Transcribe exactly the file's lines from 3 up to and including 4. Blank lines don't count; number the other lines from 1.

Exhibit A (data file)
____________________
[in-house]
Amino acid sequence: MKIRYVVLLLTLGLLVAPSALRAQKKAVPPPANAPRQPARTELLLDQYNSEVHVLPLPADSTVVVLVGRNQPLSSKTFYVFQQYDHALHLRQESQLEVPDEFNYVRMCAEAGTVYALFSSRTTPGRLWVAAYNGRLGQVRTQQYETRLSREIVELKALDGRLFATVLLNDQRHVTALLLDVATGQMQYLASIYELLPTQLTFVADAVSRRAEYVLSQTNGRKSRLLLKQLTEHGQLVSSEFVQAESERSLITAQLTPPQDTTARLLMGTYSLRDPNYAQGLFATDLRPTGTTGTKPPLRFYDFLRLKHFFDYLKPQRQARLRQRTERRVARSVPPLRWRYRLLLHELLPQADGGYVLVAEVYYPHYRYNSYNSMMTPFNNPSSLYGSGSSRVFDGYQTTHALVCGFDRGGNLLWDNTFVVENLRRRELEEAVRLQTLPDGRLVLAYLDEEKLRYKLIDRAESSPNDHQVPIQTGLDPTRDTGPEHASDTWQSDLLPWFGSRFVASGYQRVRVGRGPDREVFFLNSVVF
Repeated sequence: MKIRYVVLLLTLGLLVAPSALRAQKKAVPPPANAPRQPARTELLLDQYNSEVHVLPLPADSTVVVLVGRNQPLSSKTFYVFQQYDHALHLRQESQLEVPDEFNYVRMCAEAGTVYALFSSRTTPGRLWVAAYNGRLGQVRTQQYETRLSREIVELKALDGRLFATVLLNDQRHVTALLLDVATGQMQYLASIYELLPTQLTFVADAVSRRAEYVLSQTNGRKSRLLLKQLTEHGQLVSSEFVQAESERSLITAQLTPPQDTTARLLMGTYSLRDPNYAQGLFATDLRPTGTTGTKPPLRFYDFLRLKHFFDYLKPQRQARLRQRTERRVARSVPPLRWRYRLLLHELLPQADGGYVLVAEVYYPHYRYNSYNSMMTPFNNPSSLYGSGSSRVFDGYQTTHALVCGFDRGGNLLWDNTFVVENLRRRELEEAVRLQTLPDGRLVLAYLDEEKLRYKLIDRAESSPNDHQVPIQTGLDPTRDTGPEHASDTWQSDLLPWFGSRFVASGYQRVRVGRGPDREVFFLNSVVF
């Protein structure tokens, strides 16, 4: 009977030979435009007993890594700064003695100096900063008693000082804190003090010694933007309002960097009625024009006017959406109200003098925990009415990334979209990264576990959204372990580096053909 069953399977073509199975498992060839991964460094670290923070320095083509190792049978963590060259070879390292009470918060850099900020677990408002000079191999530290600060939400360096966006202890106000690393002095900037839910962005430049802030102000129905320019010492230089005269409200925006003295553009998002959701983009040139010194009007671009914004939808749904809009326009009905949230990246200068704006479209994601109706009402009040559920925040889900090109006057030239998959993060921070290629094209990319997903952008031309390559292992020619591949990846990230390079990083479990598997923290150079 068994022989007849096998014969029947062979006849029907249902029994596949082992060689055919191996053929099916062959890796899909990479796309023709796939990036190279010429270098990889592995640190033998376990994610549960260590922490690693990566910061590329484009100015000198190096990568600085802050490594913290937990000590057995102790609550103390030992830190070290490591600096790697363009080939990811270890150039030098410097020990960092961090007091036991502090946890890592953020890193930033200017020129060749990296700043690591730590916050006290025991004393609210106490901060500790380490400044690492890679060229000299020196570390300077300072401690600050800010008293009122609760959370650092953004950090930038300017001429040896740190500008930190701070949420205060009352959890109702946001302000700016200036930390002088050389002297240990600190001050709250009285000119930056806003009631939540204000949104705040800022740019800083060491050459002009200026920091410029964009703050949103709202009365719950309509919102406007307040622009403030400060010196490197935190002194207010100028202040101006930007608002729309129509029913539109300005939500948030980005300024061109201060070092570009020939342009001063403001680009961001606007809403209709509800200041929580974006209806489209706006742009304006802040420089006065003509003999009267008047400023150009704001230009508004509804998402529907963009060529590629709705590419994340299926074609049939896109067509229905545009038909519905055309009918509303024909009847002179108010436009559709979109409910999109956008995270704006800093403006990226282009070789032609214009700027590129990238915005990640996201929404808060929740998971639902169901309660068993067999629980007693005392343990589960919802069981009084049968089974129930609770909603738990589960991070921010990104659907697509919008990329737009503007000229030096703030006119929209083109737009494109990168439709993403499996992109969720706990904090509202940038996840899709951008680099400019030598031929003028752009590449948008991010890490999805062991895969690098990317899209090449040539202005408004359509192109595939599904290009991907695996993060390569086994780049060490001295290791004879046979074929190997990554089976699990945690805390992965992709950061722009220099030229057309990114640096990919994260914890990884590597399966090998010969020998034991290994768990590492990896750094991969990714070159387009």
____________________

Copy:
Repeated sequence: MKIRYVVLLLTLGLLVAPSALRAQKKAVPPPANAPRQPARTELLLDQYNSEVHVLPLPADSTVVVLVGRNQPLSSKTFYVFQQYDHALHLRQESQLEVPDEFNYVRMCAEAGTVYALFSSRTTPGRLWVAAYNGRLGQVRTQQYETRLSREIVELKALDGRLFATVLLNDQRHVTALLLDVATGQMQYLASIYELLPTQLTFVADAVSRRAEYVLSQTNGRKSRLLLKQLTEHGQLVSSEFVQAESERSLITAQLTPPQDTTARLLMGTYSLRDPNYAQGLFATDLRPTGTTGTKPPLRFYDFLRLKHFFDYLKPQRQARLRQRTERRVARSVPPLRWRYRLLLHELLPQADGGYVLVAEVYYPHYRYNSYNSMMTPFNNPSSLYGSGSSRVFDGYQTTHALVCGFDRGGNLLWDNTFVVENLRRRELEEAVRLQTLPDGRLVLAYLDEEKLRYKLIDRAESSPNDHQVPIQTGLDPTRDTGPEHASDTWQSDLLPWFGSRFVASGYQRVRVGRGPDREVFFLNSVVF
């Protein structure tokens, strides 16, 4: 009977030979435009007993890594700064003695100096900063008693000082804190003090010694933007309002960097009625024009006017959406109200003098925990009415990334979209990264576990959204372990580096053909 069953399977073509199975498992060839991964460094670290923070320095083509190792049978963590060259070879390292009470918060850099900020677990408002000079191999530290600060939400360096966006202890106000690393002095900037839910962005430049802030102000129905320019010492230089005269409200925006003295553009998002959701983009040139010194009007671009914004939808749904809009326009009905949230990246200068704006479209994601109706009402009040559920925040889900090109006057030239998959993060921070290629094209990319997903952008031309390559292992020619591949990846990230390079990083479990598997923290150079 068994022989007849096998014969029947062979006849029907249902029994596949082992060689055919191996053929099916062959890796899909990479796309023709796939990036190279010429270098990889592995640190033998376990994610549960260590922490690693990566910061590329484009100015000198190096990568600085802050490594913290937990000590057995102790609550103390030992830190070290490591600096790697363009080939990811270890150039030098410097020990960092961090007091036991502090946890890592953020890193930033200017020129060749990296700043690591730590916050006290025991004393609210106490901060500790380490400044690492890679060229000299020196570390300077300072401690600050800010008293009122609760959370650092953004950090930038300017001429040896740190500008930190701070949420205060009352959890109702946001302000700016200036930390002088050389002297240990600190001050709250009285000119930056806003009631939540204000949104705040800022740019800083060491050459002009200026920091410029964009703050949103709202009365719950309509919102406007307040622009403030400060010196490197935190002194207010100028202040101006930007608002729309129509029913539109300005939500948030980005300024061109201060070092570009020939342009001063403001680009961001606007809403209709509800200041929580974006209806489209706006742009304006802040420089006065003509003999009267008047400023150009704001230009508004509804998402529907963009060529590629709705590419994340299926074609049939896109067509229905545009038909519905055309009918509303024909009847002179108010436009559709979109409910999109956008995270704006800093403006990226282009070789032609214009700027590129990238915005990640996201929404808060929740998971639902169901309660068993067999629980007693005392343990589960919802069981009084049968089974129930609770909603738990589960991070921010990104659907697509919008990329737009503007000229030096703030006119929209083109737009494109990168439709993403499996992109969720706990904090509202940038996840899709951008680099400019030598031929003028752009590449948008991010890490999805062991895969690098990317899209090449040539202005408004359509192109595939599904290009991907695996993060390569086994780049060490001295290791004879046979074929190997990554089976699990945690805390992965992709950061722009220099030229057309990114640096990919994260914890990884590597399966090998010969020998034991290994768990590492990896750094991969990714070159387009």